Research Papers:

Resveratrol enhances polyubiquitination-mediated ARV7 degradation in prostate cancer cells

Sarah Wilson, Lucia Cavero, Dali Tong, Qiuli Liu, Kyla Geary, Nicholas Talamonti, Jing Xu, Junjiang Fu, Jun Jiang _ and Dianzheng Zhang

PDF  |  HTML  |  Supplementary Files  |  How to cite

Oncotarget. 2017; 8:54683-54693. https://doi.org/10.18632/oncotarget.18003

Metrics: PDF 2455 views  |   HTML 3076 views  |   ?  


Sarah Wilson1,2,*, Lucia Cavero1,2,*, Dali Tong3, Qiuli Liu3, Kyla Geary1,2, Nicholas Talamonti1,2, Jing Xu3, Junjiang Fu4, Jun Jiang3 and Dianzheng Zhang1,2

1Department of Bio-Medical Sciences, Philadelphia College of Osteopathic Medicine, Philadelphia, Pennsylvania 19131, USA

2Center for Chronic Disorders of Aging, Philadelphia College of Osteopathic Medicine, Philadelphia, Pennsylvania 19131, USA

3Department of Urology, Institute of Surgery Research, Daping Hospital, Third Military Medical University, Chongqing 400042, China

4Key Laboratory of Epigenetics and Oncology, The Research Center for Preclinical Medicine, Southwest Medical University, Luzhou, Sichuan 646000, China

*These authors contributed equally to this work

Correspondence to:

Jun Jiang, email: [email protected]

Dianzheng Zhang, email: [email protected]

Keywords: prostate cancer, ARV7, resveratrol, polyubiquitination, castration resistance

Received: December 21, 2016     Accepted: May 08, 2017     Published: May 19, 2017


Although androgen deprivation therapy (ADT) serves as the primary treatment option for localized or metastatic prostate cancer, most cases eventually develop into castration-resistant prostate cancer (CRPC). However, androgen receptor (AR) continues to be functional in CRPC through various mechanisms, including the development of AR splicing variants, especially ARV7. Since it lacks the ligand binding domain but retains the intact DNA binding domain, ARV7 is constitutively active, which makes ARV7-positive prostate cancer responsive to neither abiraterone nor enzalutamide. In this study, we explored the effect of resveratrol on ARV7 transcriptional activity and the potential for development of resveratrol as a treatment for ARV7-positive prostate cancer. First, we ectopically expressed ARV7 in PC3 cells, an AR-negative prostate cancer cell line, and demonstrated that resveratrol is capable of inhibiting ARV7 transcriptional activity by downregulating ARV7 protein levels. Of note, resveratrol does not affect the mRNA levels of ARV7 nor its nuclear translocation. Next, we demonstrated that resveratrol is capable of downregulating the levels of the endogenously expressed ARV7 as well as AR target gene mRNAs in 22RV1 prostate cancer cells. Mechanistically, resveratrol downregulates ARV7 by enhancing ARV7 polyubiquitination and subsequent proteasome-mediated degradation. These findings suggest that resveratrol could be a potential treatment for ARV7-positive CPRC.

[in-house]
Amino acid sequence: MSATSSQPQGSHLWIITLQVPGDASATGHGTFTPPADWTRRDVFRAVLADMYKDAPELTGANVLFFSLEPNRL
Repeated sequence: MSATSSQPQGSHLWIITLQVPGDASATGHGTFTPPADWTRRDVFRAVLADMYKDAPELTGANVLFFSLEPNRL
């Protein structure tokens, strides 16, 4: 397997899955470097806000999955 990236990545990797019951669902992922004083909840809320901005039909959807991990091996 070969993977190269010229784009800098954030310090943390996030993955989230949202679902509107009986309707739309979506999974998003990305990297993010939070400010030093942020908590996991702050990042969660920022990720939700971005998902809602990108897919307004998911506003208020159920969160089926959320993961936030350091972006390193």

Creative Commons License All site content, except where otherwise noted, is licensed under a Creative Commons Attribution 4.0 License.
PII: 18003